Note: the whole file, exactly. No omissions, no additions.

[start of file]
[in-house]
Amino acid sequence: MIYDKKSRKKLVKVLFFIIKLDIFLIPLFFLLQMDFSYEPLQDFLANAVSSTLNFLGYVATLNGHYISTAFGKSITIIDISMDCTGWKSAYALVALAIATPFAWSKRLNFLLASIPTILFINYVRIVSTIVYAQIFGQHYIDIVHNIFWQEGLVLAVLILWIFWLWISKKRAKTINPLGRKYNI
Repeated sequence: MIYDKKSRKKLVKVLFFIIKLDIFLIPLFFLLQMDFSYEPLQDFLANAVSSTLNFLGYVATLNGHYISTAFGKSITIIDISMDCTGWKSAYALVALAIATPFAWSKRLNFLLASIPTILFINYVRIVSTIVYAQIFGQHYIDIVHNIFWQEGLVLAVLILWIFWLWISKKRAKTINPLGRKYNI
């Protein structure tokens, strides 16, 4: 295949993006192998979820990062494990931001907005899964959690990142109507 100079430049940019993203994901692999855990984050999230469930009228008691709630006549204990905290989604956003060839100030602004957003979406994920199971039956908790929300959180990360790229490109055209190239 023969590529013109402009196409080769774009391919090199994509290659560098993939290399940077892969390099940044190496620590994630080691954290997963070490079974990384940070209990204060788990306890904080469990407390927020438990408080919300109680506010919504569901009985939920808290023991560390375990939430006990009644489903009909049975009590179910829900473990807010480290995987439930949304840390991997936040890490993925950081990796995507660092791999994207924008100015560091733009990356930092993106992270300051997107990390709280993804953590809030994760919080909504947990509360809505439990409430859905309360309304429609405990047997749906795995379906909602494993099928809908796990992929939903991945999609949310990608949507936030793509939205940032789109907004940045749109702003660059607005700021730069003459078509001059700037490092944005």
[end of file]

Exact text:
[in-house]
Amino acid sequence: MIYDKKSRKKLVKVLFFIIKLDIFLIPLFFLLQMDFSYEPLQDFLANAVSSTLNFLGYVATLNGHYISTAFGKSITIIDISMDCTGWKSAYALVALAIATPFAWSKRLNFLLASIPTILFINYVRIVSTIVYAQIFGQHYIDIVHNIFWQEGLVLAVLILWIFWLWISKKRAKTINPLGRKYNI
Repeated sequence: MIYDKKSRKKLVKVLFFIIKLDIFLIPLFFLLQMDFSYEPLQDFLANAVSSTLNFLGYVATLNGHYISTAFGKSITIIDISMDCTGWKSAYALVALAIATPFAWSKRLNFLLASIPTILFINYVRIVSTIVYAQIFGQHYIDIVHNIFWQEGLVLAVLILWIFWLWISKKRAKTINPLGRKYNI
């Protein structure tokens, strides 16, 4: 295949993006192998979820990062494990931001907005899964959690990142109507 100079430049940019993203994901692999855990984050999230469930009228008691709630006549204990905290989604956003060839100030602004957003979406994920199971039956908790929300959180990360790229490109055209190239 023969590529013109402009196409080769774009391919090199994509290659560098993939290399940077892969390099940044190496620590994630080691954290997963070490079974990384940070209990204060788990306890904080469990407390927020438990408080919300109680506010919504569901009985939920808290023991560390375990939430006990009644489903009909049975009590179910829900473990807010480290995987439930949304840390991997936040890490993925950081990796995507660092791999994207924008100015560091733009990356930092993106992270300051997107990390709280993804953590809030994760919080909504947990509360809505439990409430859905309360309304429609405990047997749906795995379906909602494993099928809908796990992929939903991945999609949310990608949507936030793509939205940032789109907004940045749109702003660059607005700021730069003459078509001059700037490092944005």